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The String Branch blocks in the GraphLinq IDE play a crucial role in enabling conditional branching based on string values. These blocks allow developers to evaluate string data and make decisions within the graph based on specified conditions.
Like other branching blocks, the String Branch blocks have two main output paths: the True path and the False path. The determination of which path to follow depends on the result of the condition set by the developer. If the condition evaluates to true, the graph will execute the nodes connected to the True output. If the condition evaluates to false, the nodes connected to the False output will be executed.
Developers can set the conditions for the String Branch using various string comparison operations, such as checking for equality ("=="), inequality ("!="), checking for substring existence ("contains"), checking for substring absence ("not contains"), and checking for string emptiness ("is empty" or "is not empty"). These operations offer flexible ways to perform string-based conditional checks and allow for dynamic graph behavior based on string inputs.
In this example, we have a String Branch block that checks if the input string value "status" is equal to "completed". If the condition is true, the graph will execute the nodes connected to the True output, which might perform actions like updating a database or sending a success notification. If the condition is false, the graph will follow the nodes connected to the False output, which might handle different scenarios for non-completed statuses.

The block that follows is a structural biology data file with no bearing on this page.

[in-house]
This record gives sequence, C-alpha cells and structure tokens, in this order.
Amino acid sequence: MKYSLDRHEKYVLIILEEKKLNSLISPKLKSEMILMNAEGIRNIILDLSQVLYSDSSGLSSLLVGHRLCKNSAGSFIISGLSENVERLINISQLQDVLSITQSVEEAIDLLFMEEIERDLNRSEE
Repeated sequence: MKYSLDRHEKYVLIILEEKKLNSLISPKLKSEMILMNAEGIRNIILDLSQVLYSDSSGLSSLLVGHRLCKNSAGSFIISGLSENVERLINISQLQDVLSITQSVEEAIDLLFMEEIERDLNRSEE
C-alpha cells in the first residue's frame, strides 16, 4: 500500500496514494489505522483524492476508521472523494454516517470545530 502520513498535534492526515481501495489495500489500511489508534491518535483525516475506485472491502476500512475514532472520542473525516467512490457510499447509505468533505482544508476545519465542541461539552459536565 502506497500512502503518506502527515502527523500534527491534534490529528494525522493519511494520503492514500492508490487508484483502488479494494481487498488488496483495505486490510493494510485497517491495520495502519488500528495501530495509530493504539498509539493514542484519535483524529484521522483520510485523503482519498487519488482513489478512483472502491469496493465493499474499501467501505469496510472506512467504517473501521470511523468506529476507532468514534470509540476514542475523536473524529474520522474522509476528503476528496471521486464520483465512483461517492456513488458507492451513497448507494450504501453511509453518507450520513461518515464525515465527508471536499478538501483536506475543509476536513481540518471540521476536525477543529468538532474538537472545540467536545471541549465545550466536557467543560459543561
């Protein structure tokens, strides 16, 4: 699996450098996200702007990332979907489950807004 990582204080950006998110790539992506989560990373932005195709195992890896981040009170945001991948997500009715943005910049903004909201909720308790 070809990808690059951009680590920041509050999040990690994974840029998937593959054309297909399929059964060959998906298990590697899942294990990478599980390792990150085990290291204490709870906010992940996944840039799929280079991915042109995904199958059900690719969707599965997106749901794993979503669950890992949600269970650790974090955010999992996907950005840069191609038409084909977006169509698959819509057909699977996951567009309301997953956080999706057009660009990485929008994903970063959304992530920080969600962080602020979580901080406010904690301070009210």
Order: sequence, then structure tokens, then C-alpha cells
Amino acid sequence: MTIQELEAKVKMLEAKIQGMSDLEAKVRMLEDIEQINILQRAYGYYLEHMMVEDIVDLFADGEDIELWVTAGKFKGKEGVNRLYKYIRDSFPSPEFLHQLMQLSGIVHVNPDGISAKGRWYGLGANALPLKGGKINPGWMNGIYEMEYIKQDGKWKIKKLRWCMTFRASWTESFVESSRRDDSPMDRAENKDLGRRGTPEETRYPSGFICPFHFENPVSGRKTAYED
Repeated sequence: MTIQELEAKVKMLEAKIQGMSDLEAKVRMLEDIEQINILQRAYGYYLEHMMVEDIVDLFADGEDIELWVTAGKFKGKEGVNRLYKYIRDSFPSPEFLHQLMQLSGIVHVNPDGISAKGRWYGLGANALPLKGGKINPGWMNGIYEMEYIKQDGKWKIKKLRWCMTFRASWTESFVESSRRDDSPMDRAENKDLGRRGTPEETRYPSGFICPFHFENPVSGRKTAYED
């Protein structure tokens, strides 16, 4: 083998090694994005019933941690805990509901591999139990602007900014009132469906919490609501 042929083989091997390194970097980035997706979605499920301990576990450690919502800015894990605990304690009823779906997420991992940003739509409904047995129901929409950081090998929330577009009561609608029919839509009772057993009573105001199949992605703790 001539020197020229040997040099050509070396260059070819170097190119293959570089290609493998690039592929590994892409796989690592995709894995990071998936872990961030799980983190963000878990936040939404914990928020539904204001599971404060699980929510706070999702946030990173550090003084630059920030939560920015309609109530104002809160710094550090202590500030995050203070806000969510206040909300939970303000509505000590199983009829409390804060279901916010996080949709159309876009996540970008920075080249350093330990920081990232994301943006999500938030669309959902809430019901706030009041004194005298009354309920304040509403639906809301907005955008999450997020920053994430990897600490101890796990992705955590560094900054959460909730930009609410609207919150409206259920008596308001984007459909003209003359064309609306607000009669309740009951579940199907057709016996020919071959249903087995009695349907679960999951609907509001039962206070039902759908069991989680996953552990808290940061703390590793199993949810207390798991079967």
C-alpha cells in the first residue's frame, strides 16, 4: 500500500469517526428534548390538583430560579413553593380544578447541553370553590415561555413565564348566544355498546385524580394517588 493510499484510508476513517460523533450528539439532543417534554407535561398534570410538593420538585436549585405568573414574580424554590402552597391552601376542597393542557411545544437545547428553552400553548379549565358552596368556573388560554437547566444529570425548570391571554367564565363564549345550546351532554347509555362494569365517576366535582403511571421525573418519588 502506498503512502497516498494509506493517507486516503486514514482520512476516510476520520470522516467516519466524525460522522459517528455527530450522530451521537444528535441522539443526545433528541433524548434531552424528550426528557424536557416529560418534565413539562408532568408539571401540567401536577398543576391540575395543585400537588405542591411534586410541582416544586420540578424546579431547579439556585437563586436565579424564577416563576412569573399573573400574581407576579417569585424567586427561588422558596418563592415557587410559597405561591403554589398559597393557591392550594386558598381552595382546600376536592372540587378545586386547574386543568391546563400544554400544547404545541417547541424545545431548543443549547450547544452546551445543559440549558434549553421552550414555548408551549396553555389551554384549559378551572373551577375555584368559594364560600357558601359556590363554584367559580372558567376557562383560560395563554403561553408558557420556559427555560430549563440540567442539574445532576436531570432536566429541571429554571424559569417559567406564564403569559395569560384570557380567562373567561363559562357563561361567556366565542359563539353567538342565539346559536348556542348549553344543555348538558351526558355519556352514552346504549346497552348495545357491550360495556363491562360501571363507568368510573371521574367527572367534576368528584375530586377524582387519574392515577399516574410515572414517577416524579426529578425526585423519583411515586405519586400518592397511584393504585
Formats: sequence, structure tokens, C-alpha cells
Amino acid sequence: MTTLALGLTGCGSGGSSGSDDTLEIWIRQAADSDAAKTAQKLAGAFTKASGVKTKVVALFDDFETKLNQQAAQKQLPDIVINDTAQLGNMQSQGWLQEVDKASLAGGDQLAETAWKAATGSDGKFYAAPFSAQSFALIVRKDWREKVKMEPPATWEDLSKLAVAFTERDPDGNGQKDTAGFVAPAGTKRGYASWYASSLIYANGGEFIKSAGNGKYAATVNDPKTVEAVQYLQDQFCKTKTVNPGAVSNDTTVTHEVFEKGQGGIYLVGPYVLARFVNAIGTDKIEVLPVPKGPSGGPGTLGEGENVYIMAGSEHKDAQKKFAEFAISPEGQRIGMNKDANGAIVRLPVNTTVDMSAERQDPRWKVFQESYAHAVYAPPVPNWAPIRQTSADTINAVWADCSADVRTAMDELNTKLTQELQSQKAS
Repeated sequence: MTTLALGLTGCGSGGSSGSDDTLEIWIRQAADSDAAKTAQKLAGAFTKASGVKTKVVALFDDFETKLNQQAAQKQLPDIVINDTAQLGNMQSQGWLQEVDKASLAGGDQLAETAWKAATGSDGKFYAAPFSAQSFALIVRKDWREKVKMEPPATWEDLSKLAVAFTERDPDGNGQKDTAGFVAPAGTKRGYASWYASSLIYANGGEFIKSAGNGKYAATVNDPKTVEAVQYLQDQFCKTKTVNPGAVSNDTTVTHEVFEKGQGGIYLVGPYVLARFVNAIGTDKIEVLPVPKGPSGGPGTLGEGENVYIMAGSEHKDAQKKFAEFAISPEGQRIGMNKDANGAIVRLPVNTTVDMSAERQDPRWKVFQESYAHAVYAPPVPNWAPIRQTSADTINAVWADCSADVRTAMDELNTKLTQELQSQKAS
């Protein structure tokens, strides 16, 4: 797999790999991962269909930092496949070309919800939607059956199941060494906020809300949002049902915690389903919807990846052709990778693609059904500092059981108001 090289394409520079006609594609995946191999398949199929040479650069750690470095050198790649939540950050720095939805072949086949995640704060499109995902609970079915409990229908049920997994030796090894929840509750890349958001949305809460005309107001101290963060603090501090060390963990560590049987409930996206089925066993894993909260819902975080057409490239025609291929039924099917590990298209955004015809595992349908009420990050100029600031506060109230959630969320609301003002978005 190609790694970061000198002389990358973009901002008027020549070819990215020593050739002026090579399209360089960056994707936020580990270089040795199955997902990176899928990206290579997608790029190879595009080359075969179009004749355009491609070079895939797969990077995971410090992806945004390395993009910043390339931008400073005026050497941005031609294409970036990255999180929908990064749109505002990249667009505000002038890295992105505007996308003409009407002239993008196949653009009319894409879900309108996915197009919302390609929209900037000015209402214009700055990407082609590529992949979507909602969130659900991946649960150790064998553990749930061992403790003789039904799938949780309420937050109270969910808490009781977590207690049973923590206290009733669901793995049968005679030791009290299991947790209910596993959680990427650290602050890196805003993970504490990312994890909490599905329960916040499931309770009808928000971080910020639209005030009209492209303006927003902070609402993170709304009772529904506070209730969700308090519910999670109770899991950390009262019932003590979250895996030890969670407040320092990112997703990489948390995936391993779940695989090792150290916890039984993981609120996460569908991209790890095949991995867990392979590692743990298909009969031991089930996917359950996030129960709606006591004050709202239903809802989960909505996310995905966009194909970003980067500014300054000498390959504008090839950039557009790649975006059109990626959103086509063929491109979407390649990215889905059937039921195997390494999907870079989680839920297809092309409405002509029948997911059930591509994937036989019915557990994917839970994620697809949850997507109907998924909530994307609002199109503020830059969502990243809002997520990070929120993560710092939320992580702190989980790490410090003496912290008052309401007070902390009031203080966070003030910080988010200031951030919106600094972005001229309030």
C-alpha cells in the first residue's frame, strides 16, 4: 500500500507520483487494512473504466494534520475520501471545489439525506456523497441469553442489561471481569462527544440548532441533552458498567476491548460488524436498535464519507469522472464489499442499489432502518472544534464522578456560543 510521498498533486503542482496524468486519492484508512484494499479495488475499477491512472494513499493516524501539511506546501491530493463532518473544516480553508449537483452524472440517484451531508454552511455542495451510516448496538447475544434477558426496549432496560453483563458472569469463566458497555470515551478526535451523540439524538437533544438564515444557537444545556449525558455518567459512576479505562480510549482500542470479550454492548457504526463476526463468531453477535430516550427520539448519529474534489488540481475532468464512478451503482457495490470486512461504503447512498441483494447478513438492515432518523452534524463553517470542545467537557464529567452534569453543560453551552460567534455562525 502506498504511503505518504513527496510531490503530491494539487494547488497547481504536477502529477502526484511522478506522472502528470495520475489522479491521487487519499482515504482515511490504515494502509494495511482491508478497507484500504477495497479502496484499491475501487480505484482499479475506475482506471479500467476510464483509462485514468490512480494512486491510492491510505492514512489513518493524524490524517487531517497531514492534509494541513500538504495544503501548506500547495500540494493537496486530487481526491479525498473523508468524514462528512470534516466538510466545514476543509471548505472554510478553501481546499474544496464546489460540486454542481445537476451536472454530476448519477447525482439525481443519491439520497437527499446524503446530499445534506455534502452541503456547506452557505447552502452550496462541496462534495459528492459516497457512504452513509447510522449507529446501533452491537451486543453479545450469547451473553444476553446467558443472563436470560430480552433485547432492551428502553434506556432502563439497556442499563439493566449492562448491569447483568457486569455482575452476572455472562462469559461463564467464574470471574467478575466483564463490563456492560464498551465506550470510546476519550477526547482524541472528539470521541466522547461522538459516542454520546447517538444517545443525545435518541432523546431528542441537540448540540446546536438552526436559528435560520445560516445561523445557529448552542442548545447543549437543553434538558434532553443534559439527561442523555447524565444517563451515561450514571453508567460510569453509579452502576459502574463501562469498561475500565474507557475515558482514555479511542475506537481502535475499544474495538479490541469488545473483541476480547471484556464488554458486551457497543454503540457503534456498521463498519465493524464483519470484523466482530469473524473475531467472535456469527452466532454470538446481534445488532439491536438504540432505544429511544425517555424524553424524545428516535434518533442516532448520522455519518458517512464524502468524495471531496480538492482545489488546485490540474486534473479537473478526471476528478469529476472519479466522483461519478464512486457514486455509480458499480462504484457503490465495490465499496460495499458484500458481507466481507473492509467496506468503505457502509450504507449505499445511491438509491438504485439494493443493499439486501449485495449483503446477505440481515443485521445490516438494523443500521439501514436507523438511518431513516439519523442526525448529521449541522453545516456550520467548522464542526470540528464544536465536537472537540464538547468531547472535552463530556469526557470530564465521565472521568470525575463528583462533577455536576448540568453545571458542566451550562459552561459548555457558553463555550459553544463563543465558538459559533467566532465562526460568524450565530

The String Branch blocks provide developers with the ability to implement decision-making logic based on string values within their graphs. By utilizing string comparison operations, developers can build versatile and adaptive applications that respond to specific textual conditions. The String Branch category empowers developers to create intelligent and dynamic graphs in GraphLinq, capable of handling various string-based scenarios with ease.
String Branchblocks are used to control executive flow (which yellow connection will fire next) by comparing two strings.
String Branchblocks have two input parameters, which are the two strings we want to compare. They also have two yellow outputs: == fires if the two strings are equal; otherwise, != fires.
In the example above, we use a Telegram bot to listen for Telegram messages, and then we use a sequence of chained
String Branchblocks to check for specific user commands.
We first use a
String Branchblock to check if the message is equal to "/menu". If it is, then we output some kind of menu into the same Telegram channel.
If it's not, then we check if it's equal to "/links". If it is, then we reply using the bot with what is presumably a list of community links.
If the Telegram message isn't equal to that either, then we use a final
String Branchblock to check if the message is equal to "/buy". If it is, then our Telegram bot sends a message that we can imagine contains instructions on how to buy the token.
It's easy to imagine using more
String Branchblocks to provide more functionality with our bot, like /price and /volume commands that cause the bot to output the corresponding data into the Telegram channel.